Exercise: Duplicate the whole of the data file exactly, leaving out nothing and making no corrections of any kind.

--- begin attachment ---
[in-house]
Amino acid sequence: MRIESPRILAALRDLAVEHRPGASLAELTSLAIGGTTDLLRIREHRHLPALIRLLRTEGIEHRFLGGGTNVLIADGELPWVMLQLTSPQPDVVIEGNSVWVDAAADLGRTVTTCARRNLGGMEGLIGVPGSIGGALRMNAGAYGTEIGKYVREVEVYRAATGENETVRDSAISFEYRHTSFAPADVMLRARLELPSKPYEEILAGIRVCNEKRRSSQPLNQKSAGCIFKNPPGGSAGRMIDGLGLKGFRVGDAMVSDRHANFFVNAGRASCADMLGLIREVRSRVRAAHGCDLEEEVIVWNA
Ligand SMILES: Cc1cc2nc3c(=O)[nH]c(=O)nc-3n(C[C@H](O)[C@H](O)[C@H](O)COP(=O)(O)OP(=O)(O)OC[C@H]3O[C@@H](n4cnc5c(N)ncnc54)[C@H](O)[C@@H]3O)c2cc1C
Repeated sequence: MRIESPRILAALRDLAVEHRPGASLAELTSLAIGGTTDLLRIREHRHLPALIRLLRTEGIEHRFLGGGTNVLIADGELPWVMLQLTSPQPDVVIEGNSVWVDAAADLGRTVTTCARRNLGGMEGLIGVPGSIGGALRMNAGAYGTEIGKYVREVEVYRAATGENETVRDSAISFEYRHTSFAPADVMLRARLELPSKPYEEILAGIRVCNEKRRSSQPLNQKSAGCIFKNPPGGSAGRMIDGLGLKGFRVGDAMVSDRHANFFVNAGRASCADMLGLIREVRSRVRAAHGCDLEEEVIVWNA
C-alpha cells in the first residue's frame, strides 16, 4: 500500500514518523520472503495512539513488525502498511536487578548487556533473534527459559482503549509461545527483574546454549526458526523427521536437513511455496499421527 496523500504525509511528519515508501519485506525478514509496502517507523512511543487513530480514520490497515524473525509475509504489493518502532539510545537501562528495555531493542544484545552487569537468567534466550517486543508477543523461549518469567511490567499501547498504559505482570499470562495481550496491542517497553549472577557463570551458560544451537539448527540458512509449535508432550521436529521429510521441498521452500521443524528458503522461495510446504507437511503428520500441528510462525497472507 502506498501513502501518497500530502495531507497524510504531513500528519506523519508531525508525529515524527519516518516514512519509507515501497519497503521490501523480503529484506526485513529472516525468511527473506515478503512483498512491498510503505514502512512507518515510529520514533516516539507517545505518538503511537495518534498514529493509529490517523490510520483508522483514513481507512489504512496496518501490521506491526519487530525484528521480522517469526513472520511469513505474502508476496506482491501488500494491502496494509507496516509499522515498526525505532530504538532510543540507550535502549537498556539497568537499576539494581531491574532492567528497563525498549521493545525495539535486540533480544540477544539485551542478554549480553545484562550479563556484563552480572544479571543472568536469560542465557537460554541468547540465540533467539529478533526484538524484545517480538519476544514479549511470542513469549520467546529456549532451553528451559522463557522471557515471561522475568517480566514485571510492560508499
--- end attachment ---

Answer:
[in-house]
Amino acid sequence: MRIESPRILAALRDLAVEHRPGASLAELTSLAIGGTTDLLRIREHRHLPALIRLLRTEGIEHRFLGGGTNVLIADGELPWVMLQLTSPQPDVVIEGNSVWVDAAADLGRTVTTCARRNLGGMEGLIGVPGSIGGALRMNAGAYGTEIGKYVREVEVYRAATGENETVRDSAISFEYRHTSFAPADVMLRARLELPSKPYEEILAGIRVCNEKRRSSQPLNQKSAGCIFKNPPGGSAGRMIDGLGLKGFRVGDAMVSDRHANFFVNAGRASCADMLGLIREVRSRVRAAHGCDLEEEVIVWNA
Ligand SMILES: Cc1cc2nc3c(=O)[nH]c(=O)nc-3n(C[C@H](O)[C@H](O)[C@H](O)COP(=O)(O)OP(=O)(O)OC[C@H]3O[C@@H](n4cnc5c(N)ncnc54)[C@H](O)[C@@H]3O)c2cc1C
Repeated sequence: MRIESPRILAALRDLAVEHRPGASLAELTSLAIGGTTDLLRIREHRHLPALIRLLRTEGIEHRFLGGGTNVLIADGELPWVMLQLTSPQPDVVIEGNSVWVDAAADLGRTVTTCARRNLGGMEGLIGVPGSIGGALRMNAGAYGTEIGKYVREVEVYRAATGENETVRDSAISFEYRHTSFAPADVMLRARLELPSKPYEEILAGIRVCNEKRRSSQPLNQKSAGCIFKNPPGGSAGRMIDGLGLKGFRVGDAMVSDRHANFFVNAGRASCADMLGLIREVRSRVRAAHGCDLEEEVIVWNA
C-alpha cells in the first residue's frame, strides 16, 4: 500500500514518523520472503495512539513488525502498511536487578548487556533473534527459559482503549509461545527483574546454549526458526523427521536437513511455496499421527 496523500504525509511528519515508501519485506525478514509496502517507523512511543487513530480514520490497515524473525509475509504489493518502532539510545537501562528495555531493542544484545552487569537468567534466550517486543508477543523461549518469567511490567499501547498504559505482570499470562495481550496491542517497553549472577557463570551458560544451537539448527540458512509449535508432550521436529521429510521441498521452500521443524528458503522461495510446504507437511503428520500441528510462525497472507 502506498501513502501518497500530502495531507497524510504531513500528519506523519508531525508525529515524527519516518516514512519509507515501497519497503521490501523480503529484506526485513529472516525468511527473506515478503512483498512491498510503505514502512512507518515510529520514533516516539507517545505518538503511537495518534498514529493509529490517523490510520483508522483514513481507512489504512496496518501490521506491526519487530525484528521480522517469526513472520511469513505474502508476496506482491501488500494491502496494509507496516509499522515498526525505532530504538532510543540507550535502549537498556539497568537499576539494581531491574532492567528497563525498549521493545525495539535486540533480544540477544539485551542478554549480553545484562550479563556484563552480572544479571543472568536469560542465557537460554541468547540465540533467539529478533526484538524484545517480538519476544514479549511470542513469549520467546529456549532451553528451559522463557522471557515471561522475568517480566514485571510492560508499